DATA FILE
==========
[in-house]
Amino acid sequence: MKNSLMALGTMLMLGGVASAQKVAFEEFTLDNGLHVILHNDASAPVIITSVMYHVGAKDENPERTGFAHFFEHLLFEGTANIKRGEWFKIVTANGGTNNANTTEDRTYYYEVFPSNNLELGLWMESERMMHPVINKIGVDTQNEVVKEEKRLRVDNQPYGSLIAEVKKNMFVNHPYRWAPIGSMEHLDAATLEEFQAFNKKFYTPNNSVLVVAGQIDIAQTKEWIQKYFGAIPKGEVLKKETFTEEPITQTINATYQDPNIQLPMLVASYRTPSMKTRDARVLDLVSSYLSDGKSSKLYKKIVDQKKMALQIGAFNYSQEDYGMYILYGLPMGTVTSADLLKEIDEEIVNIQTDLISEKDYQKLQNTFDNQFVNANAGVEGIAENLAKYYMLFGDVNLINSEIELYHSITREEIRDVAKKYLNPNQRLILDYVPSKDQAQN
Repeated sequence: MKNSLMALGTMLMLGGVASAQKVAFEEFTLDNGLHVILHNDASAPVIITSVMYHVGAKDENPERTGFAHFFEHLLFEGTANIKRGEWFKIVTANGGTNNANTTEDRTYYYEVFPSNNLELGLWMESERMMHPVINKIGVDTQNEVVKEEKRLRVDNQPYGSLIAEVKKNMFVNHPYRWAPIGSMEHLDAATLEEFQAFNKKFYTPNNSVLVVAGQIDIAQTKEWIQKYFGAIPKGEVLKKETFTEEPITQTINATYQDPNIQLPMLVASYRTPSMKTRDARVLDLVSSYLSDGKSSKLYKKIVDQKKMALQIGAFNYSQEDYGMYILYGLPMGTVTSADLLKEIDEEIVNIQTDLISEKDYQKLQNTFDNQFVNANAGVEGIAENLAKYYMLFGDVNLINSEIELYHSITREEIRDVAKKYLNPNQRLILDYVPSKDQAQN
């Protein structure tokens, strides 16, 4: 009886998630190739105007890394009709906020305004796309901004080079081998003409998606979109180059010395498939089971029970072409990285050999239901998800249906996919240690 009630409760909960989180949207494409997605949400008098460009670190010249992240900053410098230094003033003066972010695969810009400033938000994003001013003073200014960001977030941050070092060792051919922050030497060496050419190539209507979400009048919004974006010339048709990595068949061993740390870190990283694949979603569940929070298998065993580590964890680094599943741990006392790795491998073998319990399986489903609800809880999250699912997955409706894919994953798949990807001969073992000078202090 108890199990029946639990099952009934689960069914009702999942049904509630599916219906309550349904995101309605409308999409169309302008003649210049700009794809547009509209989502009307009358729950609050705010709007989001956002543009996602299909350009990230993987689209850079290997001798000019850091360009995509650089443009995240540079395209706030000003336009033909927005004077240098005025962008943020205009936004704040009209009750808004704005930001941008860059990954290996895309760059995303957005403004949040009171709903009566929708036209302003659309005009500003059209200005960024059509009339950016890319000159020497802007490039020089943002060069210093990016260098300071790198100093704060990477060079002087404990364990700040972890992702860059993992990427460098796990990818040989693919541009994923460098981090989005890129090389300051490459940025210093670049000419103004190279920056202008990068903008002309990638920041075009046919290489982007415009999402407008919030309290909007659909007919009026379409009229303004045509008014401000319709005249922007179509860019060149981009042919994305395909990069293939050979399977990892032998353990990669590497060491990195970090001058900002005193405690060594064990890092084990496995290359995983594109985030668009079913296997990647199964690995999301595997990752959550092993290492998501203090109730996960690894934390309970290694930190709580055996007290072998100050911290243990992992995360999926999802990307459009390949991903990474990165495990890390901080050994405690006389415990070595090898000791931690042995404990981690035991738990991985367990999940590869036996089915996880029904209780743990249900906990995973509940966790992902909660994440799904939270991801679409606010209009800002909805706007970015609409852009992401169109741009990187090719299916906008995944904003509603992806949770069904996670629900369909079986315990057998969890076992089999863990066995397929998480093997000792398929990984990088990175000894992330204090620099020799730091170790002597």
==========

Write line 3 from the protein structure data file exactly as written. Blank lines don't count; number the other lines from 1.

Repeated sequence: MKNSLMALGTMLMLGGVASAQKVAFEEFTLDNGLHVILHNDASAPVIITSVMYHVGAKDENPERTGFAHFFEHLLFEGTANIKRGEWFKIVTANGGTNNANTTEDRTYYYEVFPSNNLELGLWMESERMMHPVINKIGVDTQNEVVKEEKRLRVDNQPYGSLIAEVKKNMFVNHPYRWAPIGSMEHLDAATLEEFQAFNKKFYTPNNSVLVVAGQIDIAQTKEWIQKYFGAIPKGEVLKKETFTEEPITQTINATYQDPNIQLPMLVASYRTPSMKTRDARVLDLVSSYLSDGKSSKLYKKIVDQKKMALQIGAFNYSQEDYGMYILYGLPMGTVTSADLLKEIDEEIVNIQTDLISEKDYQKLQNTFDNQFVNANAGVEGIAENLAKYYMLFGDVNLINSEIELYHSITREEIRDVAKKYLNPNQRLILDYVPSKDQAQN